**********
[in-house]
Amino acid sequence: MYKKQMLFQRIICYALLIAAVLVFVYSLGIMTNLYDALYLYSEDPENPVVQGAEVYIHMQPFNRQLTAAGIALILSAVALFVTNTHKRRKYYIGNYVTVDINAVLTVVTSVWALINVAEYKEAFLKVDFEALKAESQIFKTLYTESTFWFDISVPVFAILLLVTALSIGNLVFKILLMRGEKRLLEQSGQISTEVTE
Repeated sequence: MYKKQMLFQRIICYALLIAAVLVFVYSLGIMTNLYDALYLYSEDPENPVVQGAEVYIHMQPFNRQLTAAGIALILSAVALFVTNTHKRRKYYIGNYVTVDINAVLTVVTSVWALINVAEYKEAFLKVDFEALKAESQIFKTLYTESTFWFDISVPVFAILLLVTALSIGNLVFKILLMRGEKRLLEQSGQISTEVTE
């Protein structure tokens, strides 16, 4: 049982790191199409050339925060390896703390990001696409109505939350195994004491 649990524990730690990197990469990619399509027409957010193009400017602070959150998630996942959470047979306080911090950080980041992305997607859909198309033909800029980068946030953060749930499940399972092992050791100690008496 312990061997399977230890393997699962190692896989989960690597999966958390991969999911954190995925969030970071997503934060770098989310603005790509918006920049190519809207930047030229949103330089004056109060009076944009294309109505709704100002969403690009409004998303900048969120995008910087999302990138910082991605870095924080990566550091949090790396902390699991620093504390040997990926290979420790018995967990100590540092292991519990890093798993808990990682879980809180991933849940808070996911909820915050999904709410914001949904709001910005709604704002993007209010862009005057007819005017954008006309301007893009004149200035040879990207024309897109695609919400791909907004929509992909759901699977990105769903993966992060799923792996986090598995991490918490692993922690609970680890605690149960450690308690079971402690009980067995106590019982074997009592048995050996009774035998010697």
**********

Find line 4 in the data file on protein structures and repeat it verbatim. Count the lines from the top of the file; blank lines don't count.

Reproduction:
């Protein structure tokens, strides 16, 4: 049982790191199409050339925060390896703390990001696409109505939350195994004491 649990524990730690990197990469990619399509027409957010193009400017602070959150998630996942959470047979306080911090950080980041992305997607859909198309033909800029980068946030953060749930499940399972092992050791100690008496 312990061997399977230890393997699962190692896989989960690597999966958390991969999911954190995925969030970071997503934060770098989310603005790509918006920049190519809207930047030229949103330089004056109060009076944009294309109505709704100002969403690009409004998303900048969120995008910087999302990138910082991605870095924080990566550091949090790396902390699991620093504390040997990926290979420790018995967990100590540092292991519990890093798993808990990682879980809180991933849940808070996911909820915050999904709410914001949904709001910005709604704002993007209010862009005057007819005017954008006309301007893009004149200035040879990207024309897109695609919400791909907004929509992909759901699977990105769903993966992060799923792996986090598995991490918490692993922690609970680890605690149960450690308690079971402690009980067995106590019982074997009592048995050996009774035998010697």